What is a transbronchial biopsy?
A transbronchial biopsy is a procedure that examines the lungs. In a transbronchial biopsy, the doctor passes a flexible telescope called a bronchoscope through the nose or mouth to cut a small piece of the lung tissue for further lung analysis. The procedure is typically used to find a problem in the lungs.
Why is a transbronchial biopsy performed?
There are several reasons patients might require a transbronchial biopsy. The most common reasons are as follows:
- Tumor confirmation
- Lung changes observed on computed tomography (CT) scan or other imaging tests
- Causes for difficulty breathing such as suspected interstitial lung disease
- Suspected cause for lung transplant rejection
- Unexplained cough lasting more than three months
- Hemoptysis (coughing up blood)
- Severe lung or bronchial infections
How long does a transbronchial biopsy take?
Usually, a transbronchial biopsy is completed within one hour. However, in rare cases, the procedure may extend for a couple of hours depending on the patient’s complications. The procedure is usually done under local anesthesia and mostly as an outpatient procedure. A transbronchial biopsy is performed by a pulmonologist or lung specialist.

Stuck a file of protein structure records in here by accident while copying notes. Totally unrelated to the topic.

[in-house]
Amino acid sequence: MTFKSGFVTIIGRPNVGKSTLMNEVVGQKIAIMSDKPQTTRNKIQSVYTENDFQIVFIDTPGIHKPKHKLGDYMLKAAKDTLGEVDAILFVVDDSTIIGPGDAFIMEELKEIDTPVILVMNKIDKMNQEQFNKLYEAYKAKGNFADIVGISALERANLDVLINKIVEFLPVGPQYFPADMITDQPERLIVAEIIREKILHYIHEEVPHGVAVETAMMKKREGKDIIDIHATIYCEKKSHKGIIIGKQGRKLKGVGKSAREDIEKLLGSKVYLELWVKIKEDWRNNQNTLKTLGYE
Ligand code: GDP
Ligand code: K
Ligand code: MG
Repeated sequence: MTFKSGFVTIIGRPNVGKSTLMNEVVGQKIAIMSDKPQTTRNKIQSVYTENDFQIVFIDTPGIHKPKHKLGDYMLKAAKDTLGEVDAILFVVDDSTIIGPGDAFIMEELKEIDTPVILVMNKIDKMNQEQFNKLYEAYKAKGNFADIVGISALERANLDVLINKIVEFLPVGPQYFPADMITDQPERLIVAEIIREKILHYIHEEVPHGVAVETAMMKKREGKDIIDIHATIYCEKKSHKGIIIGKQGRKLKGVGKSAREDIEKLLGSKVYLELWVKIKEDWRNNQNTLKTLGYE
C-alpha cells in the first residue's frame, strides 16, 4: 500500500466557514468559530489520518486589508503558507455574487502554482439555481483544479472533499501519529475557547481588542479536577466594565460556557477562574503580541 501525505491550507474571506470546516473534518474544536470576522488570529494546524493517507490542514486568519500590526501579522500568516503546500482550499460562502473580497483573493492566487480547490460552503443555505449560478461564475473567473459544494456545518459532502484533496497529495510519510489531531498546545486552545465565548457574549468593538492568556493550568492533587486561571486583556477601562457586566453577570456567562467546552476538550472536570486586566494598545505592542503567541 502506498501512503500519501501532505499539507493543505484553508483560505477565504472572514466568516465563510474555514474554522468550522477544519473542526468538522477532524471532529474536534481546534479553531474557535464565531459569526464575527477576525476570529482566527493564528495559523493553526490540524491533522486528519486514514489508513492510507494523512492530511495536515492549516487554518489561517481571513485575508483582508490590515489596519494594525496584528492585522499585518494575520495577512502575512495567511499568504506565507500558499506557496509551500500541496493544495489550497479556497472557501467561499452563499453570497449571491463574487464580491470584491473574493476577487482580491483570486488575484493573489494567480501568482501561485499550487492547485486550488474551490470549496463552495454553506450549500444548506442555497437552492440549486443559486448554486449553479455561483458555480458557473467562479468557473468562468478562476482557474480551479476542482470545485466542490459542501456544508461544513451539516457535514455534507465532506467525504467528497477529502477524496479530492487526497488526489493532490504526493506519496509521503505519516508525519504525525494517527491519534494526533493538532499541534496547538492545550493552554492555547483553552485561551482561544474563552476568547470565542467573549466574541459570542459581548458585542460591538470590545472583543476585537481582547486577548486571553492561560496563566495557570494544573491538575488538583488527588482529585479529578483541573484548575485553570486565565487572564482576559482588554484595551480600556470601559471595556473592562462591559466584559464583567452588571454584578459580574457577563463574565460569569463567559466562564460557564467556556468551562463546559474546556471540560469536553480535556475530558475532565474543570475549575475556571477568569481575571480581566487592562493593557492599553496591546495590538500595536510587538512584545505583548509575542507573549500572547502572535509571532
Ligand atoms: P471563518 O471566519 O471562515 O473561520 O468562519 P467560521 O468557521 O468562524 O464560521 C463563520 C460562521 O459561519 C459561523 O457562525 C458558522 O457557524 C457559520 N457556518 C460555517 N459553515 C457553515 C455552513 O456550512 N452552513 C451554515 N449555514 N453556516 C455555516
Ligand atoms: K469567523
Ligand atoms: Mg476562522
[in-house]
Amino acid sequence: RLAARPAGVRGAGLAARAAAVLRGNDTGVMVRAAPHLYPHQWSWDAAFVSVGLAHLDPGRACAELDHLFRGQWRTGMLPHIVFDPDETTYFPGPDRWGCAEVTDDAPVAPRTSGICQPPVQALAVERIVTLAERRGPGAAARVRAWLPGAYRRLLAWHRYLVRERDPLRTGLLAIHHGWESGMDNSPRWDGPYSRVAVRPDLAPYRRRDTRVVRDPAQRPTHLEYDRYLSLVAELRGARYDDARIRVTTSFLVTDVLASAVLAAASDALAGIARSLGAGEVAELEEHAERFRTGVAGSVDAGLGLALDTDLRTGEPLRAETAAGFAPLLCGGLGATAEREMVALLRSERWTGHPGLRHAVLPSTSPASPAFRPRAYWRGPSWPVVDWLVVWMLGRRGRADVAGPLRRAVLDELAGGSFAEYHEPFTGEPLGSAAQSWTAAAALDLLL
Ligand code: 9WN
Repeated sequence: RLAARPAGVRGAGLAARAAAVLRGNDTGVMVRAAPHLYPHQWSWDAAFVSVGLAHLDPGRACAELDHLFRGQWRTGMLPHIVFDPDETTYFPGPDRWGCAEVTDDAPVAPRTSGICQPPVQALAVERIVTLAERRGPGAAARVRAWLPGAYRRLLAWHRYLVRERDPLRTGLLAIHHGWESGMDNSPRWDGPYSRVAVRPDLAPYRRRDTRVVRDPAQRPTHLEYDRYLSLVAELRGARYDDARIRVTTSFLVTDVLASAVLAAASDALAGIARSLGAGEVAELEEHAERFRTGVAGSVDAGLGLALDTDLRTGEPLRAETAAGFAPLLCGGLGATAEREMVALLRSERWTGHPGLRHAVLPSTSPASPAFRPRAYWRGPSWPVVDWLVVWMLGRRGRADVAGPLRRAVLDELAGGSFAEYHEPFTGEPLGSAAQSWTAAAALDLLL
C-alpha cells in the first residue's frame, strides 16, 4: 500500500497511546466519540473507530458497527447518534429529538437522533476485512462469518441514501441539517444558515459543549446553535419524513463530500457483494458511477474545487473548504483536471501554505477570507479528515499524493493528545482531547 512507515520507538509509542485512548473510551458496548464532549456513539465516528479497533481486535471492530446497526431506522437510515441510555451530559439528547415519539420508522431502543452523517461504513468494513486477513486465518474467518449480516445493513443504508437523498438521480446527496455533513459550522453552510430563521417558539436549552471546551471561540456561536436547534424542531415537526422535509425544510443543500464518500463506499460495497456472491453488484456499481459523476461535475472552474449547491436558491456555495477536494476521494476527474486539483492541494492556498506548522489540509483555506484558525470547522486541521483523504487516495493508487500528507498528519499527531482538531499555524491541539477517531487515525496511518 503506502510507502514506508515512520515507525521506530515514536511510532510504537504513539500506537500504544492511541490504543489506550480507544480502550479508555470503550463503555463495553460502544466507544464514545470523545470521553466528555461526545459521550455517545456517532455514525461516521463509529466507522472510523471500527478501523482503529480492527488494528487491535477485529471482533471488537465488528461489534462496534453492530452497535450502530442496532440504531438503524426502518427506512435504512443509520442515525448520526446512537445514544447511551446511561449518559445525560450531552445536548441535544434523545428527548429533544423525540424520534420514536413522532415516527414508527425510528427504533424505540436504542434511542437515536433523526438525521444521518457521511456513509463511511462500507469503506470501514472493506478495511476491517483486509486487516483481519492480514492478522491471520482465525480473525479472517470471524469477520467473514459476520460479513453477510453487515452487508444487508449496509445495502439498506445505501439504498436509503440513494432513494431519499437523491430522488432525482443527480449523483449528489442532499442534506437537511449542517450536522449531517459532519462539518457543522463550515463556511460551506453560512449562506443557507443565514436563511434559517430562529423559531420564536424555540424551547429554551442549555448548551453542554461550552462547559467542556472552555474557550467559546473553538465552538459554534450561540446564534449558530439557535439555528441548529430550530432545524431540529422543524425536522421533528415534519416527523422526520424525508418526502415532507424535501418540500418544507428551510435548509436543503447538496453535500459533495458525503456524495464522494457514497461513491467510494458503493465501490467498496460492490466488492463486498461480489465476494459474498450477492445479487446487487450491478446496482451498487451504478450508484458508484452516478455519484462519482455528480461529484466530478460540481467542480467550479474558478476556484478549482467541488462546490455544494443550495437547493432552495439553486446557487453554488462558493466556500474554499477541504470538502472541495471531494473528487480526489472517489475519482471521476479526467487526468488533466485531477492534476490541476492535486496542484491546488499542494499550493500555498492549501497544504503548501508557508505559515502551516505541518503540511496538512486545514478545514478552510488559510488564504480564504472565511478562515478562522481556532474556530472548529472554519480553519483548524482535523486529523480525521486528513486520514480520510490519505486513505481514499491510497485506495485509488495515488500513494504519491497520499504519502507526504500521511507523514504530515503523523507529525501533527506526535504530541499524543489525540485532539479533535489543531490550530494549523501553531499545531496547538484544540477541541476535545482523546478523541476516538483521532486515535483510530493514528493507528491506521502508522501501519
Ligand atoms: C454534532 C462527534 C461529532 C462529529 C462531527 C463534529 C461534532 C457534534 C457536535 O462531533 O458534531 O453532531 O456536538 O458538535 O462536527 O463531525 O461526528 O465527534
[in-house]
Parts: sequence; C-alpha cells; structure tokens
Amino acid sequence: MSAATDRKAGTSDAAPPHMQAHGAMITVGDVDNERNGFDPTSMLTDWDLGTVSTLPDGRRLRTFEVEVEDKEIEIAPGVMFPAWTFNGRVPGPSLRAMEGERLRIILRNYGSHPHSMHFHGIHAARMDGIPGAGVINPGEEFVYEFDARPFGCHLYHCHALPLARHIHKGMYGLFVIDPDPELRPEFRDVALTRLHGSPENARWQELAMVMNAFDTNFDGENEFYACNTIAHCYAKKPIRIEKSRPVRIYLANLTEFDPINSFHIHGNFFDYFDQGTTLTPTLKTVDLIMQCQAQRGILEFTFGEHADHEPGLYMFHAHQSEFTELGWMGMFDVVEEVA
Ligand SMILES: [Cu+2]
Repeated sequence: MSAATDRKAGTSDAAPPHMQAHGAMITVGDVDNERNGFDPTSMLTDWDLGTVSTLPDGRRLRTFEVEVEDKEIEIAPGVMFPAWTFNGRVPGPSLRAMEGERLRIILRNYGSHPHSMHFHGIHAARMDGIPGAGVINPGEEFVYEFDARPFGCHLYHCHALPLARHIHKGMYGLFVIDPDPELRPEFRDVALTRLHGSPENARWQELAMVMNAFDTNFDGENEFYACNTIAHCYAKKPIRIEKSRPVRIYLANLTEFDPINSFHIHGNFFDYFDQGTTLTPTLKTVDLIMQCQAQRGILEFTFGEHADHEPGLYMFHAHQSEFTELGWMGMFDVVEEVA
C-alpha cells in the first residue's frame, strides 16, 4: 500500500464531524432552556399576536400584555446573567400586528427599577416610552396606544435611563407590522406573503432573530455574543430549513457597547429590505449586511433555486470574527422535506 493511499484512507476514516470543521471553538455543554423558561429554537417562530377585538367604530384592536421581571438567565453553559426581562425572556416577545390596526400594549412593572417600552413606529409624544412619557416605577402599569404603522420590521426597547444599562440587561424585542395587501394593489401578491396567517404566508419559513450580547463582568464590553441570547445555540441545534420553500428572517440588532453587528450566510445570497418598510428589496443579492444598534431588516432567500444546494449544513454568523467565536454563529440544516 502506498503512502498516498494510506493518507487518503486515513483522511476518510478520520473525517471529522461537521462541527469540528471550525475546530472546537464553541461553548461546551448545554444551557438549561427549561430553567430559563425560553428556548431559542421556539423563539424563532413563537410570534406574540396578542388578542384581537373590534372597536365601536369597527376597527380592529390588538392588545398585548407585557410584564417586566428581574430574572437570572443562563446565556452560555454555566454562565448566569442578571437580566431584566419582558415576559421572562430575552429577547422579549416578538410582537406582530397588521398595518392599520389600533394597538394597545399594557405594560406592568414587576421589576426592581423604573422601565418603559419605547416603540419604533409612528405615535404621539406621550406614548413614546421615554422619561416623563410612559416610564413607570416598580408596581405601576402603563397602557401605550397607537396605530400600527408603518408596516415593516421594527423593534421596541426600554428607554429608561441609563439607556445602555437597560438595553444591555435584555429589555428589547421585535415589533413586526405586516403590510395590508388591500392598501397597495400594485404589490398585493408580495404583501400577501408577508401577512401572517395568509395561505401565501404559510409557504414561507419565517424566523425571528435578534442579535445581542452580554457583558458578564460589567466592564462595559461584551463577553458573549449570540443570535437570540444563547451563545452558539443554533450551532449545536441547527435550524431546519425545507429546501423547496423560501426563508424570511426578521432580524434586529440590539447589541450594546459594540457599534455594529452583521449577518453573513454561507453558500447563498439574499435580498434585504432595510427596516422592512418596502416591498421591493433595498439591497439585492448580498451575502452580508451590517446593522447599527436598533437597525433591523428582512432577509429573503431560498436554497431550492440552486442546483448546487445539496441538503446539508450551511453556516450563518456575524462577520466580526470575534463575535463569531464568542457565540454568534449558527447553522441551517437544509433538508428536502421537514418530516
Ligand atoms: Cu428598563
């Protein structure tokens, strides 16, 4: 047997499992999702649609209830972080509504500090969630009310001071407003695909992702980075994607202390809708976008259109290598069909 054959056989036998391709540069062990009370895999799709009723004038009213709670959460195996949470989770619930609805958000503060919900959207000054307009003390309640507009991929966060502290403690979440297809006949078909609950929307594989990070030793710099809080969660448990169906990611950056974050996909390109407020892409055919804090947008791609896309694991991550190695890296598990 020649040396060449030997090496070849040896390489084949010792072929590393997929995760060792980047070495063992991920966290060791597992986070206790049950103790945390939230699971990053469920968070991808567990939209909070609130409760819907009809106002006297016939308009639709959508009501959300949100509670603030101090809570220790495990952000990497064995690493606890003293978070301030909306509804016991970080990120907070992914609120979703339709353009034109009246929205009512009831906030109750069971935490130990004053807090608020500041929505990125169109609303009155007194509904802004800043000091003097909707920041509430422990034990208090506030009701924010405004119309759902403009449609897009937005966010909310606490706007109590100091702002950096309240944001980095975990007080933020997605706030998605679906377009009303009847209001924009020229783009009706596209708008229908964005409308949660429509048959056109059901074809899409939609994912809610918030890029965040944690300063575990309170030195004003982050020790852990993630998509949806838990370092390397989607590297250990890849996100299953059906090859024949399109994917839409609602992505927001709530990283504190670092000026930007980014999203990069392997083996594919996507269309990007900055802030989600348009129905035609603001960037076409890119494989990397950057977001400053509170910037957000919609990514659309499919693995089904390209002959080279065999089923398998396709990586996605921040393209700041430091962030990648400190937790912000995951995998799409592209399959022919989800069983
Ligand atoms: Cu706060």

- The patient may be advised not to eat or drink for at least four hours prior to surgery.
- A local anesthesia gel and spray is used to numb the nose and throat. Local sedatives are used for the patient to relax during the procedure.
- Patient’s oxygen levels and heart rate are monitored during the procedure.
- The doctor will pass a bronchoscope (flexible telescope) through the nose and down into the lungs. Sometimes, the bronchoscope will be passed through the patient’s mouth instead of their nose.
- The doctor uses a bronchoscope to examine the patient’s bronchi (airways) and then gently pushes small forceps down one of their airways (a bronchus) into the lungs.
- The doctor will use the forceps to take samples of the lung tissue and use an X-ray machine to determine the location within the lung from which the biopsies are taken.
- The doctor may also use small amounts of salty water to obtain other further samples for analysis.
- The patient may have to undergo a chest X-ray after the procedure.
- Following the procedure, the samples will be examined to determine the cause of the problem.
What are the risks involved in a transbronchial biopsy?
Although the procedure carries some risks, they’re low. This test provides important diagnostic information. It may help the patient avoid a major surgery, which is much riskier.
What is the recovery period after a transbronchial biopsy?
Health Solutions From Our Sponsors
Medscape Medical Reference